Is "Public Domain" the same as "CC-0"?

Created by Karl Fogel on on 2009-06-08
Keywords:
licensing

When a work is in the public domain, that means it is not under copyright: it can be used by anyone for anything. The work does not have a license; instead, the author (or whoever would be the copyright holder) usually just states that the work is in the public domain. But because the concept of the "public domain" is defined differently by different nations, and not defined at all in some, there is no way to reliably place a work into the public domain worldwide. This makes it legally ambiguous in international copyright law.

The Creative Commons "No Rights Reserved" (CC-0) instrument is a solution to this problem. CC-0 is a universal method for ceding your rights to a created work. There is no assumption that this can be done under the laws of all nations, but by using CC-0 the author makes their position clear.

For Launchpad's purposes, we treat a project license of "Public Domain" as similar to saying that CC-0 applies to that project, since the intent of the two should always be the same.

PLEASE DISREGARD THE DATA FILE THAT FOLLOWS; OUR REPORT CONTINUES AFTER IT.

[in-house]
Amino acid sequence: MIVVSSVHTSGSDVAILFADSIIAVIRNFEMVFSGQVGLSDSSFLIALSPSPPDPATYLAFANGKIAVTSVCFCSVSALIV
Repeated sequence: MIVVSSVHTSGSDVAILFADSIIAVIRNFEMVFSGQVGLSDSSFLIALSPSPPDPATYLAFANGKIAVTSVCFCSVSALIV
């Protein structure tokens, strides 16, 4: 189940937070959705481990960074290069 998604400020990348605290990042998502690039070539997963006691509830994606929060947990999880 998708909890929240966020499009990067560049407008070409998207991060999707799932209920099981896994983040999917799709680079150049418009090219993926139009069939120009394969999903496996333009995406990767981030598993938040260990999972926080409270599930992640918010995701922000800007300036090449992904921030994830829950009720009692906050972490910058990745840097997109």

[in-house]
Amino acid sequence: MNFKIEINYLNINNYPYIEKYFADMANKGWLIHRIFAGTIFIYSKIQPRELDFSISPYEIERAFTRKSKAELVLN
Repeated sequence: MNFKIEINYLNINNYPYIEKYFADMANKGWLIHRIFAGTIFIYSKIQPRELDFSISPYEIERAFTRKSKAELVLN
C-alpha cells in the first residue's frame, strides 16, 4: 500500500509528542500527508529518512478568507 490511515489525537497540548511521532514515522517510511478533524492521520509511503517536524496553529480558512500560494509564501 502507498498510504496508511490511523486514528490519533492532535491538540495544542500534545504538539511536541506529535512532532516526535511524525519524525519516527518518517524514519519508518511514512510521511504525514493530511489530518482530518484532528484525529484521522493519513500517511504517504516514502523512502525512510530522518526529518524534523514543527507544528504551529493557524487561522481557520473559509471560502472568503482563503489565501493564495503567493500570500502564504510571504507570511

Creative Commons calls CC-0 an "instrument" instead of a "license", since it signifies an intent to give up rights. In their words, CC-0 gives "...creators a way to waive all their copyright and related rights in their works to the fullest extent allowed by law. CC0 is a universal instrument that is not ported to any particular legal jurisdiction, similar to many open source software licenses. And while this means that CC0 may not be completely effective at relinquishing all copyright interests in every jurisdiction, we believe it provides the best and most complete alternative for contributing a work to the public domain given the many complex and diverse copyright systems around the world."

See http://creativecommons.org/about/cc0 and http://wiki.creativecommons.org/CC0_FAQ for more information.